Healthcare workers at Jacobi Medical Center in the Bronx are demanding more personal protective equipment during the COVID-19 outbreak to protect themselves and others from the virus.

Staffers say they are required to use one N95 mask per week due to a nationwide shortage of the specific filtered masks.

"With coronavirus, we're primarily concerned with the degree to which we're infecting our other patients, our other coworkers, and our own families," Sean Petty, a nurse at Jacobi, told Gothamist.

About two dozen healthcare workers protested outside of Jacobi on Saturday, demanding more PPE. Petty said the Trump administration should use the Defense Protection Act to ramp up production of the masks as quickly as possible.

"If in 1940, we could completely restructure the entire country to make weapons to fight in a war, then we could have the ability to restructure a couple factories to double or triple their N95 production," Petty said. "As of last week, that policy became one mask per week for nurses outside of the emergency department. That change is what I think really horrified us."

Last week, a worker at a hospital where nurses were wearing trash bags as protective gowns died of the virus. Ventilators and hospital beds—which New York needs tens of thousands of—are critical, said Petty, but a third component is the workers treating patients. And without enough N95 masks, staffing could become an issue.

"The lack of PPE is working against flattening the curve," he said. "You're setting yourself up for a massive increase in a staffing crisis."

Previously, Petty said masks were to be used once with a patient. Now, staff is instructed to use one per week, and only wear it when performing a procedure that would produce airborne particles from a COVID-19 patient—like intubation or providing oxygen. Staff has been coached on how to wear surgical masks on top of N95s to extend their use.

A spokesperson for NYC Health + Hospitals, which operates Jacobi, said their network of hospitals have adequate supplies, but acknowledged a nationwide shortage.

"We currently have the supplies needed for all of our staff, but are fully cognizant that there is a nationwide shortage of supplies," the hospital system's spokesperson Karla Griffith said. "Because of the national picture, we have taken serious measures to conserve what we do have."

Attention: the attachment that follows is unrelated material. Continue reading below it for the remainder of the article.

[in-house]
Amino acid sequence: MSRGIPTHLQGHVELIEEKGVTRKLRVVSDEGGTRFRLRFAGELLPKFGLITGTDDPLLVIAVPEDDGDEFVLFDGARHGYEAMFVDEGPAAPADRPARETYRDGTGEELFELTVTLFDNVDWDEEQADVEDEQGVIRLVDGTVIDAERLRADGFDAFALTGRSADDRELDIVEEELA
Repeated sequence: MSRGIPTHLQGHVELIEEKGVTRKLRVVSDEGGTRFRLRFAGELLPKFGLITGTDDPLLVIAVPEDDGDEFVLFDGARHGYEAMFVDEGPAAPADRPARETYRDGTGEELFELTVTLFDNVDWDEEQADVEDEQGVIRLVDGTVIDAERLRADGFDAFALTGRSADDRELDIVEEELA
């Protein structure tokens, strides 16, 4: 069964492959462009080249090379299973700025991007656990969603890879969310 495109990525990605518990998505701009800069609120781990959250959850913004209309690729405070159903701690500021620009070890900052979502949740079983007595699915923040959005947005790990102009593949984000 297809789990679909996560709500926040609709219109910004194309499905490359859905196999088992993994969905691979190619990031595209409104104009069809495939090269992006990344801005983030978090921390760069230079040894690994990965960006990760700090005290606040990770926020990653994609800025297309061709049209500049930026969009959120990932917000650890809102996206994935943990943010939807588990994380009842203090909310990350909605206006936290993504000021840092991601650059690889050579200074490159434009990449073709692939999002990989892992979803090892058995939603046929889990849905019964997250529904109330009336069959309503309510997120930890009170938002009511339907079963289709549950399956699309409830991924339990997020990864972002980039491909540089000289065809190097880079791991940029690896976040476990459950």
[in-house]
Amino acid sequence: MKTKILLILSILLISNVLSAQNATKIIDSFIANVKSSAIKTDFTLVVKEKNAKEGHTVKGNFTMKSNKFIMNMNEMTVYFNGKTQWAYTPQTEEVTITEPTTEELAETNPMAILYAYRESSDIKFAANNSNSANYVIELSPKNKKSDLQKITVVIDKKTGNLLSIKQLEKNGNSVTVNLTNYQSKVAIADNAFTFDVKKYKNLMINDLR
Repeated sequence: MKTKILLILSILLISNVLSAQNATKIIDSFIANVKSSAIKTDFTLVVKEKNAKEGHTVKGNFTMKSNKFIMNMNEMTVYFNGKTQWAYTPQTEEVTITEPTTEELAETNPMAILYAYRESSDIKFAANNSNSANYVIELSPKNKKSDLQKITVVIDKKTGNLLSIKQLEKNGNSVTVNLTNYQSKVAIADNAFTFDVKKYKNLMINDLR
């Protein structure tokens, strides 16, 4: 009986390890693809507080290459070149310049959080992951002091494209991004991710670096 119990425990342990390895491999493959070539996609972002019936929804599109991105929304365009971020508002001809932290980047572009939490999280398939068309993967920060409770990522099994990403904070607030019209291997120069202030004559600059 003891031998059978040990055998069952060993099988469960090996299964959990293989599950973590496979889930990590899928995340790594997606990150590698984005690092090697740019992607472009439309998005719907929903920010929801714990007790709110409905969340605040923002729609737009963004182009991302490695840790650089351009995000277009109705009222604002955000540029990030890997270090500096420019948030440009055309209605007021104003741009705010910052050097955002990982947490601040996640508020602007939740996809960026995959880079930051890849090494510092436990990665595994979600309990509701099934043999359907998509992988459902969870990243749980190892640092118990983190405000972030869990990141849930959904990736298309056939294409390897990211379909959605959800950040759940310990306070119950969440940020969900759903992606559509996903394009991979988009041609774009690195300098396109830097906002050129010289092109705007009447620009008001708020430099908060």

Nurses' safety during the coronavirus response is a "top priority" and all healthcare workers who need PPE are "able to receive what they need," but the city's hospital system is pushing local, state, and federal agencies for more equipment, the statement read.

The hospital system says it is following city and state health department guidelines, as well as the Centers for Disease Control and Prevention. But Petty says the CDC guidelines aren't adequate. Under the CDC guidelines, updated February 29th, measures for reusing masks are recommended during N95 shortages.

"This is not just a Jacobi problem and it's not just even a public hospital problem," he said. "This is a nationwide problem that stems from the guidelines that the CDC implemented early on in this crisis."

"To reuse an N95 mask prior to this crisis would have been a fireable offense," Petty said. "This virus is exposing exactly where all the weak points are in our system. We are going to need fundamental and systemic change in the way we do healthcare in this country."

An emergency room doctor at a Mount Sinai hospital says staffers had previously been provided one N95 mask a week, but now switches it out daily and wears a surgical mask on top of it between patients. He cleans his plastic face shield with Clorox wipes. At a press conference on Friday, president of Health + Hospitals Mitchell Katz said that hospitals have enough supplies through April 5th, but said wearing a surgical mask on top of an N95 mask is recommended in light of the "short supply worldwide."